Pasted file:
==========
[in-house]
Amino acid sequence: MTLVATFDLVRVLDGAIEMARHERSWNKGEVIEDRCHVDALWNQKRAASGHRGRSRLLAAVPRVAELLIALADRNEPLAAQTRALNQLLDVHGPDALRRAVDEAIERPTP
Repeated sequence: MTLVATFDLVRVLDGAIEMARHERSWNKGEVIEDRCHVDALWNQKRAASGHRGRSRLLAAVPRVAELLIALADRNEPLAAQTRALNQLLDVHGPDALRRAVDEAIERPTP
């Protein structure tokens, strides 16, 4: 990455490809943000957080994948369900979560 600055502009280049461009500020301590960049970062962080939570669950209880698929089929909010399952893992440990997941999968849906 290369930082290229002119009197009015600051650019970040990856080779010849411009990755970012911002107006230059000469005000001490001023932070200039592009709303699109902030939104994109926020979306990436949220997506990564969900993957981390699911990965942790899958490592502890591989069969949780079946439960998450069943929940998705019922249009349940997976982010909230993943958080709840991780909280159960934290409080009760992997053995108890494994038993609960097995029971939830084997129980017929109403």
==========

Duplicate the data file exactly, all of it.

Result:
[in-house]
Amino acid sequence: MTLVATFDLVRVLDGAIEMARHERSWNKGEVIEDRCHVDALWNQKRAASGHRGRSRLLAAVPRVAELLIALADRNEPLAAQTRALNQLLDVHGPDALRRAVDEAIERPTP
Repeated sequence: MTLVATFDLVRVLDGAIEMARHERSWNKGEVIEDRCHVDALWNQKRAASGHRGRSRLLAAVPRVAELLIALADRNEPLAAQTRALNQLLDVHGPDALRRAVDEAIERPTP
């Protein structure tokens, strides 16, 4: 990455490809943000957080994948369900979560 600055502009280049461009500020301590960049970062962080939570669950209880698929089929909010399952893992440990997941999968849906 290369930082290229002119009197009015600051650019970040990856080779010849411009990755970012911002107006230059000469005000001490001023932070200039592009709303699109902030939104994109926020979306990436949220997506990564969900993957981390699911990965942790899958490592502890591989069969949780079946439960998450069943929940998705019922249009349940997976982010909230993943958080709840991780909280159960934290409080009760992997053995108890494994038993609960097995029971939830084997129980017929109403």